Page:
A physician with Doctors Without Borders examines one of Marceline Wanou’s two sons as they recover from malnutrition in a hospital in Bambari, Central African Republic, Nov. 10, 2015. Reuters

An American warplane that bombed a hospital in Afghanistan last month and killed at least 30 people, including doctors and patients, was acting on poor intelligence produced by human error, U.S. military officials said this week. The Pentagon was scheduled to release Wednesday the results of an internal investigation that found U.S. forces were aiming for a known Taliban position when they struck the hospital in Kunduz province, the Wall Street Journal reported.

The error happened in part because targeting information was relayed orally instead of by computer. The findings come as Army Gen. John Campbell, the commander of U.S. forces in Afghanistan, weighs whether pilots and special-operations personnel on the ground should face disciplinary action over the hospital bombing Oct. 3.

The hospital was run by the humanitarian organization Doctors Without Borders, aka Medecins Sans Frontieres, or MSF. Doctors Without Borders has said the hospital was intentionally hit and that there were no armed men or fighting in the area at the time of the airstrikes.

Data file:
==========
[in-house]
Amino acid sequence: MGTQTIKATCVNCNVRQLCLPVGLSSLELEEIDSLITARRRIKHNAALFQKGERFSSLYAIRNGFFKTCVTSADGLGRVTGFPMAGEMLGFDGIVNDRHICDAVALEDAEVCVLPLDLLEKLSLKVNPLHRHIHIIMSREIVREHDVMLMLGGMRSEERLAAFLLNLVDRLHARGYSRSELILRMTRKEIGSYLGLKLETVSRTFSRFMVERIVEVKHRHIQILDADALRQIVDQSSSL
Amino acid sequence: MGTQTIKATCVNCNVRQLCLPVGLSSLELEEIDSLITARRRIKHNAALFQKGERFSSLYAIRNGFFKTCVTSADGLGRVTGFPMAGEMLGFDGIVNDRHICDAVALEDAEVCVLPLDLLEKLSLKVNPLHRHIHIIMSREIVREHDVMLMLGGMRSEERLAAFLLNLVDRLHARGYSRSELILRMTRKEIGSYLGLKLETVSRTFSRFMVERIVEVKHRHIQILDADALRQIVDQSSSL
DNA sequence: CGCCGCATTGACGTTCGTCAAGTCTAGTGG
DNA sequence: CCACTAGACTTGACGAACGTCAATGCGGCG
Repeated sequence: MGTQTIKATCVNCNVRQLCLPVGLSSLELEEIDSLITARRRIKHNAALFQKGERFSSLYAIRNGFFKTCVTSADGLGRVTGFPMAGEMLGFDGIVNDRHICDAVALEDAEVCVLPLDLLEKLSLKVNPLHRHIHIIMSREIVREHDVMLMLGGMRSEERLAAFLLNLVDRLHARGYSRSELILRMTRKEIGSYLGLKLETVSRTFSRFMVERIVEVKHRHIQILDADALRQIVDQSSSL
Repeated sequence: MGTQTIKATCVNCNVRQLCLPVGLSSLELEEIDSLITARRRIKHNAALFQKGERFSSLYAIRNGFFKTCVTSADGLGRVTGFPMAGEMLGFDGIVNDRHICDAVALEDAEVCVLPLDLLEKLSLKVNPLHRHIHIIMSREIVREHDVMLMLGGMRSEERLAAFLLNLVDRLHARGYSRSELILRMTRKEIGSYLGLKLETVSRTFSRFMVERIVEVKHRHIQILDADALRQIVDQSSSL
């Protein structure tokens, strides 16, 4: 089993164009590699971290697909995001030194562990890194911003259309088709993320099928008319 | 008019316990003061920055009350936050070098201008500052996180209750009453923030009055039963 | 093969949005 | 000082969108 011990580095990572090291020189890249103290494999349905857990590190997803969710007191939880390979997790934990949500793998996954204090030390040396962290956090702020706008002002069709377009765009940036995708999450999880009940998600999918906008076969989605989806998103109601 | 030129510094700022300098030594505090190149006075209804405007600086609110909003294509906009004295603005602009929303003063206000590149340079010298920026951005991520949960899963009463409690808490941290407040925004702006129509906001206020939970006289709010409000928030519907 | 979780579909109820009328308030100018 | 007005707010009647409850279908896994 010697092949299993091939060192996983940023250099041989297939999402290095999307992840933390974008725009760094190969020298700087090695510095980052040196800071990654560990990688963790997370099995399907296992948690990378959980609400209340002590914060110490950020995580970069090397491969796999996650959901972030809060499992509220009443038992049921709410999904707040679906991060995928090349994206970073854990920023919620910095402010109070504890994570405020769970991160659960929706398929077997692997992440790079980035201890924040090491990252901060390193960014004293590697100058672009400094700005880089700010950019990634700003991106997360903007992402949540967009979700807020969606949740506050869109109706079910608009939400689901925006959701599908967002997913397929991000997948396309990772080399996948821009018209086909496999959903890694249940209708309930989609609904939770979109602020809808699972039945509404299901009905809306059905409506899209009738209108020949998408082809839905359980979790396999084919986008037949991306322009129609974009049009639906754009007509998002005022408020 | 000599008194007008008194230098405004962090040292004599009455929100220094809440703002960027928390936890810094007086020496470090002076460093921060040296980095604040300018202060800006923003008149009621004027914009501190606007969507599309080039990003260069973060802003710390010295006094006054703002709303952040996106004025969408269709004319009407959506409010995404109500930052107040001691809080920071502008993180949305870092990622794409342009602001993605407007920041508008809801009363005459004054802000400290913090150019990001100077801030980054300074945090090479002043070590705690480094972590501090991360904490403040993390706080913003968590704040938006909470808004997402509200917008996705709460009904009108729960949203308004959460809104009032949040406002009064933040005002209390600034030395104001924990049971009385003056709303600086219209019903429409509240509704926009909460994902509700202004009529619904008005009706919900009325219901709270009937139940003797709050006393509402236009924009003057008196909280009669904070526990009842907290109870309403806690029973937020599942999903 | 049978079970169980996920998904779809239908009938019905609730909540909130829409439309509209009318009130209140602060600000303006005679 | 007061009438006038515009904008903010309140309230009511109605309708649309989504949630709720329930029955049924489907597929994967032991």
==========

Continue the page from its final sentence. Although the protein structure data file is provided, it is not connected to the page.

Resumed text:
“A mistake is quite hard to understand and believe at this stage,” Christopher Stokes, the general director of Doctors Without Borders, said at a news conference in Kabul this month.

But U.S. officials said special-operations forces were acting on information shared by Afghan troops also operating in the area. “There was certainly some confusion over what they were shooting at,” a military official told the Wall Street Journal. “If there wasn’t, then this wouldn’t have happened.”

It’s unclear whether reacting to such informal instructions will be ruled a breach of military operational rules, the New York Times reported. Meanwhile, Doctors Without Borders and others have accused the military of releasing misinformation about the attack in the past.

“As you know, the United States military takes extraordinary steps to avoid harm to civilians,” Campbell said at a Pentagon briefing two days after the incident. “However, the Taliban have purposefully chosen to fight from within a heavily urbanized area, purposely placing civilians in harm’s way.”